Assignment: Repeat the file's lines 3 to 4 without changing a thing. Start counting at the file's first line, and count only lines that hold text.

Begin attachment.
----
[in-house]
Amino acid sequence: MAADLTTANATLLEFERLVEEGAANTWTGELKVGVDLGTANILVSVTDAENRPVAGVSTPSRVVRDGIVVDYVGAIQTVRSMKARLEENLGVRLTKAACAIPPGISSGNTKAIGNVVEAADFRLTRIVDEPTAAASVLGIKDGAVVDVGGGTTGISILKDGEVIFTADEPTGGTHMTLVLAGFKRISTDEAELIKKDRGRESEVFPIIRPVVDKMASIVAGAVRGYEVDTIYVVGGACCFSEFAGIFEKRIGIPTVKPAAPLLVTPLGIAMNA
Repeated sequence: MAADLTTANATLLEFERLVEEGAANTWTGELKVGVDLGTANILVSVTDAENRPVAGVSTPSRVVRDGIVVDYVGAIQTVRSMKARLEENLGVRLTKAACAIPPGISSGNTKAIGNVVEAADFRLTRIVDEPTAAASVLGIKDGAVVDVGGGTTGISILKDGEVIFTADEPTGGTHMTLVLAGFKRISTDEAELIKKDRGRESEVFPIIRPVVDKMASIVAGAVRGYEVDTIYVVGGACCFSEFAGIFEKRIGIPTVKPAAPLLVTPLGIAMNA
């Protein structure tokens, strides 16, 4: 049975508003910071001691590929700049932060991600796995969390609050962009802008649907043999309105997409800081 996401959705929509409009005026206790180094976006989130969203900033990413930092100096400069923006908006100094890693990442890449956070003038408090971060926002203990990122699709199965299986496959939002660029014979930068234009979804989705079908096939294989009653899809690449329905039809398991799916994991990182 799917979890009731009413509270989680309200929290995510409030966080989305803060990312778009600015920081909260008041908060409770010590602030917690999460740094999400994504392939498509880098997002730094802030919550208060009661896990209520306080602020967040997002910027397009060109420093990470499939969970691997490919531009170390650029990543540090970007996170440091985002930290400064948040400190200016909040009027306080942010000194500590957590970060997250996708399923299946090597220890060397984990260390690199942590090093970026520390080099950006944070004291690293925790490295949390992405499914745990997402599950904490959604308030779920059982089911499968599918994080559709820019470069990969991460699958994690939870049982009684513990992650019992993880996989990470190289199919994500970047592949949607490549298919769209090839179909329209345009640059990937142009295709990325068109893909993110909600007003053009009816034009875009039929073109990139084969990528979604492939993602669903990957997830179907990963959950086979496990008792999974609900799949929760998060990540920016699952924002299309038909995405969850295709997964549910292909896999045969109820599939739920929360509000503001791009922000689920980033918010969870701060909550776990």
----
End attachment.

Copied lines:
Repeated sequence: MAADLTTANATLLEFERLVEEGAANTWTGELKVGVDLGTANILVSVTDAENRPVAGVSTPSRVVRDGIVVDYVGAIQTVRSMKARLEENLGVRLTKAACAIPPGISSGNTKAIGNVVEAADFRLTRIVDEPTAAASVLGIKDGAVVDVGGGTTGISILKDGEVIFTADEPTGGTHMTLVLAGFKRISTDEAELIKKDRGRESEVFPIIRPVVDKMASIVAGAVRGYEVDTIYVVGGACCFSEFAGIFEKRIGIPTVKPAAPLLVTPLGIAMNA
């Protein structure tokens, strides 16, 4: 049975508003910071001691590929700049932060991600796995969390609050962009802008649907043999309105997409800081 996401959705929509409009005026206790180094976006989130969203900033990413930092100096400069923006908006100094890693990442890449956070003038408090971060926002203990990122699709199965299986496959939002660029014979930068234009979804989705079908096939294989009653899809690449329905039809398991799916994991990182 799917979890009731009413509270989680309200929290995510409030966080989305803060990312778009600015920081909260008041908060409770010590602030917690999460740094999400994504392939498509880098997002730094802030919550208060009661896990209520306080602020967040997002910027397009060109420093990470499939969970691997490919531009170390650029990543540090970007996170440091985002930290400064948040400190200016909040009027306080942010000194500590957590970060997250996708399923299946090597220890060397984990260390690199942590090093970026520390080099950006944070004291690293925790490295949390992405499914745990997402599950904490959604308030779920059982089911499968599918994080559709820019470069990969991460699958994690939870049982009684513990992650019992993880996989990470190289199919994500970047592949949607490549298919769209090839179909329209345009640059990937142009295709990325068109893909993110909600007003053009009816034009875009039929073109990139084969990528979604492939993602669903990957997830179907990963959950086979496990008792999974609900799949929760998060990540920016699952924002299309038909995405969850295709997964549910292909896999045969109820599939739920929360509000503001791009922000689920980033918010969870701060909550776990």